Russia’s Social Gospel: Orthodox Pastoral Activism in Famine, War, and Revolution

Research output: Book/ReportBook

Abstract

The late Russian Empire experienced rapid economic change, social dislocation, and multiple humanitarian crises, enduring two wars, two famines, and three revolutions. A “pastoral activism” took hold as parish clergymen led and organized the response of Russia’s Orthodox Christians to these traumatic events. In Russia’s Social Gospel, Daniel Scarborough considers the roles played by pastors in the closing decades of the failing tsarist empire and the explosive 1917 revolutions.
This volume draws upon extensive archival research to examine the effects of the pastoral movement on Russian society and the Orthodox Church. Scarborough argues that the social work of parish clergymen shifted the focus of Orthodox practice in Russia toward cooperative social activism as a devotional activity. He furthers our understanding of Russian Orthodoxy by illuminating the difficult position of parish priests, who were charged with both spiritual and secular responsibilities but were supported by neither church nor state. His nuanced look at the pastorate shows how social and historical traumas shifted perceptions of what being religious meant, in turn affecting how the Orthodox Church organized itself, and contributed to Russia’s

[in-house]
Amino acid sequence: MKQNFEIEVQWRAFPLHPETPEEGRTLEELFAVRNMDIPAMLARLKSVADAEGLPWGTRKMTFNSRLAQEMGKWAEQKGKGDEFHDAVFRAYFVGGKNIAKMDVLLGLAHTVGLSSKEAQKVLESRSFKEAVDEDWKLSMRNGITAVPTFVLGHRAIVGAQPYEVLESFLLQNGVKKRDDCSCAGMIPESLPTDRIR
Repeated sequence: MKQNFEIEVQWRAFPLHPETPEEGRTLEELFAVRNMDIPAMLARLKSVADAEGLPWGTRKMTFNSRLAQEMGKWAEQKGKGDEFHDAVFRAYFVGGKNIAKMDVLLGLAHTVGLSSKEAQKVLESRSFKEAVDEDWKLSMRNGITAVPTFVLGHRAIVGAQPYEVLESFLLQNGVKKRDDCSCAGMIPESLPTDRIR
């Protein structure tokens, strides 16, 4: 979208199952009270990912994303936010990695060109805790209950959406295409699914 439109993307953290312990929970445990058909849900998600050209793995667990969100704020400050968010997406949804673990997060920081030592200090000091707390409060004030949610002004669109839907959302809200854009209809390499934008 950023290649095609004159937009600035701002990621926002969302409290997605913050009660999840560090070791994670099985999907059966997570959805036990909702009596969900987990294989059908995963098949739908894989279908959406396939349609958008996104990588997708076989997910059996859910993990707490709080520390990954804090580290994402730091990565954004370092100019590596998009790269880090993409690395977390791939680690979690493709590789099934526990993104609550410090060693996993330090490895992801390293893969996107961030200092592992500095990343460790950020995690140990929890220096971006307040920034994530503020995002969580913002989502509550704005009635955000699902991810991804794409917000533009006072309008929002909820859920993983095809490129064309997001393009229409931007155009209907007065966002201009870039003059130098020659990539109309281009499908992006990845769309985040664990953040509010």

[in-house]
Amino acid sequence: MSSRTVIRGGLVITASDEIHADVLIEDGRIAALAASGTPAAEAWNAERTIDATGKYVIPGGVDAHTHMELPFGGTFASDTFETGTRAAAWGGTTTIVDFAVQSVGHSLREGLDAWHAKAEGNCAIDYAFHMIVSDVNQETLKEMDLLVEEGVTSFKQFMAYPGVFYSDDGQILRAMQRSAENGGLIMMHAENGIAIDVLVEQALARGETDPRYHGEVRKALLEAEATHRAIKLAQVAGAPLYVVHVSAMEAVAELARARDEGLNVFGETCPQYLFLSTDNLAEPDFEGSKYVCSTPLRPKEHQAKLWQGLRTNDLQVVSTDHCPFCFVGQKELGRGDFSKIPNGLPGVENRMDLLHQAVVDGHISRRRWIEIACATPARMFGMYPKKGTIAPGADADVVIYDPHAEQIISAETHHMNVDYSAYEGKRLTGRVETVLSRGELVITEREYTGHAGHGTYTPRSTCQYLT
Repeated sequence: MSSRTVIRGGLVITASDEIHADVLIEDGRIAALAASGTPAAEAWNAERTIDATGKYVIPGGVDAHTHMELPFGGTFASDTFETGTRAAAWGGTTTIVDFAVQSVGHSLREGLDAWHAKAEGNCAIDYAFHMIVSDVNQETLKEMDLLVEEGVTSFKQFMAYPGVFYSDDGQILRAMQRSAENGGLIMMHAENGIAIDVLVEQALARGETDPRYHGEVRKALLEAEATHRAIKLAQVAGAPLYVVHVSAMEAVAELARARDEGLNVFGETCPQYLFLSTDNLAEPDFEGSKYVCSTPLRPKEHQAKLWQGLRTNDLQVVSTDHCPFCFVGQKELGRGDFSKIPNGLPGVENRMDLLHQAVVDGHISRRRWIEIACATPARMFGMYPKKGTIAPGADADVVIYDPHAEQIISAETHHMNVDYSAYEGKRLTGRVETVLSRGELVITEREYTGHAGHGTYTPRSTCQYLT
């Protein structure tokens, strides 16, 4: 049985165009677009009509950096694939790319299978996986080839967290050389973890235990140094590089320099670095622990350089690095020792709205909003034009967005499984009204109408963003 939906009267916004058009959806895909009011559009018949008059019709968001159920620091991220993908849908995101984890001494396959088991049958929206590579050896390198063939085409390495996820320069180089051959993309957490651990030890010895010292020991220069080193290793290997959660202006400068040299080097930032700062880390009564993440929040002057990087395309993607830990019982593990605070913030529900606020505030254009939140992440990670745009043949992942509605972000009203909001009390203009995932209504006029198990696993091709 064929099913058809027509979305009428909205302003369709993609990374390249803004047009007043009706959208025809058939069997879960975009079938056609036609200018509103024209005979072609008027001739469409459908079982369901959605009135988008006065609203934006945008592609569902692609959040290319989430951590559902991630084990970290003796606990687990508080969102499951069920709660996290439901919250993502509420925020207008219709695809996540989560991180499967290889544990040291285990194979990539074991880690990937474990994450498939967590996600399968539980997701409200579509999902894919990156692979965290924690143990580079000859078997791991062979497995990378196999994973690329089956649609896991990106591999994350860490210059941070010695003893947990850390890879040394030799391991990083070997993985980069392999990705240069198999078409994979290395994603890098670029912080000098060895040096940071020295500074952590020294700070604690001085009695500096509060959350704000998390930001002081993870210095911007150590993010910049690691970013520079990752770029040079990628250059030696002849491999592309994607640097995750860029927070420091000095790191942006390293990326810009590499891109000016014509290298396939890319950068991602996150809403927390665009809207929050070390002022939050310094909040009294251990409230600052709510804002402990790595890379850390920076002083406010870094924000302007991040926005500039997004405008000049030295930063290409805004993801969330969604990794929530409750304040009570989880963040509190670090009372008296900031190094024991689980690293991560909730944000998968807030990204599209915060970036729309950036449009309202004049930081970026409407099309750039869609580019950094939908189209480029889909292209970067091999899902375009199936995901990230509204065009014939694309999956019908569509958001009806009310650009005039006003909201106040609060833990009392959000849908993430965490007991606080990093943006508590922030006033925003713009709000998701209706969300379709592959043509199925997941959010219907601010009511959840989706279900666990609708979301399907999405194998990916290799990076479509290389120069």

modernization.
Original languageEnglish
PublisherUniversity of Wisconsin Press
Number of pages320
Publication statusIn preparation - May 2022

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